Match Day: A time of hoots, hollers and high fives
By Jan Jarvis
“It’s amazing, emotional, so great and exciting,” Cabral said. “I applied to way too many programs, but I got my No. 1.”
Cabral will soon head off to the University of Texas at Austin Dell Medical School, where she will start her residency in Family Medicine. She was among 225 College of Osteopathic Medicine soon-to-be-graduates of the Class of 2019 to learn where they will spend the next three to seven years of their lives as physicians training in a specific field.
It was a day of hoots, hollers and high fives for the Class of 2019. The annual Match Day Ceremony, during which students learn the residency program that they will attend, has become a rite of passage for medical school students.
In the hour leading up to the envelope opening, the excitement grew more intense as Bob Marley music filled the air, cell phone cameras flashed and parents held back tears as their grown children bubbled with anticipation.
“I’m mostly excited and just ready to find out,” said Elisabeth Baquet. “I just want to know and let it all out now.”
Cindy Tiu, who wants to do her residency in physical medicine rehabilitation, said it has been a long, hard road getting to this day.
“I’m so grateful I made it, no matter where I go,” she said, “I’m thankful for my parents who supported me through this.”
“There is of course one match I want more than the others,” said Mary Mitchell. “But I don’t want to get my hopes up, just in case.”
Her mother echoed the stress that Mitchell was experiencing.
“I’m just so excited, nervous and proud,” Deb Mitchell said.
The National Resident Matching Program uses a computerized mathematical algorithm to align the preferences of applicants with the preferences of program directors in order to fill training positions.
TCOM Class President David Schulze called 2019 the most brilliant class, noting it was No. 1 in the nation on board scores and the top scoring TCOM class in 50 years.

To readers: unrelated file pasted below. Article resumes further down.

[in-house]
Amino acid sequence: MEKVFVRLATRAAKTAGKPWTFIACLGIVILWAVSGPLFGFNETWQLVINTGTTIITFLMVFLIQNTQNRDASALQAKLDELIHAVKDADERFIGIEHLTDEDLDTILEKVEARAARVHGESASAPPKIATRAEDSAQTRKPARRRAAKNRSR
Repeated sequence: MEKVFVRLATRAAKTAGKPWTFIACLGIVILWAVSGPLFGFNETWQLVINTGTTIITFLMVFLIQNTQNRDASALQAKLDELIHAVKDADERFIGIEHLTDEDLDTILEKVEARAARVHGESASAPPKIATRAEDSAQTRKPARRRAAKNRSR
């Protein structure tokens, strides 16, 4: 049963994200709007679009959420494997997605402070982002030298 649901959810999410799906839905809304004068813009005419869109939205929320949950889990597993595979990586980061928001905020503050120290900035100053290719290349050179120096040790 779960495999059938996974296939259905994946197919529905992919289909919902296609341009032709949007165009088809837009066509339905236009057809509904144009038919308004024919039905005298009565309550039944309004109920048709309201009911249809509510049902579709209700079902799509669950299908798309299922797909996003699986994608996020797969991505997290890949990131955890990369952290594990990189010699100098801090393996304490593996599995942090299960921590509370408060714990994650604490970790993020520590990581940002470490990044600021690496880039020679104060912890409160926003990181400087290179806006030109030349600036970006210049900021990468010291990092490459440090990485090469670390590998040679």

Dr. Charles Taylor, Executive Vice President and Provost, praised class members and their parents for years of hard work.
“It’s such an important day for students, family and friends,” he said. “It’s a milestone.”
TCOM Dean Dr. Frank Filipetto encouraged students to keep doing the three things he has always encouraged them to do every day.
“Think, laugh and allow your emotions to bring you to tears,” he said.
By Steven Bartolotta In 2007, TCOM’s Dr. Rita Patterson and Dr. Jennifer Wayne, a professor at Virginia Tech, recognized the need for women in the field of bioengineering to meet together, network, mentor and increase the representation of women in the field. Thus the ASME Bioengineering...Read more
Jun 23, 2021
A growing trove of data to help scientists understand the biology of Alzheimer’s disease among diverse populations within the context of sociocultural, behavioral and environmental factors is now available through the Institute for Translational Research at The University of North Te...Read more
Jun 22, 2021
By Diane Smith-Pinckney The embroidery on Vic Holmes’ black scrubs identify him as a physician assistant and an ally to LGBTQ+ patients. The words, stitched under a rainbow-colored Caduceus pin and near his heart, read: “Vic Holmes, PA-C, He/Him/His, Family Medicine.” Pronouns are...Read more
Jun 21, 2021
By Sally Crocker Katie Pelch, PhD, wants you to know what’s in our environment and how the chemicals we’re exposed to every day may affect our health. Dr. Pelch is a part-time Assistant Professor, Department of Biostatistics and Epidemiology, in the HSC School of Public Health (SPH), where...Read more
Jun 21, 2021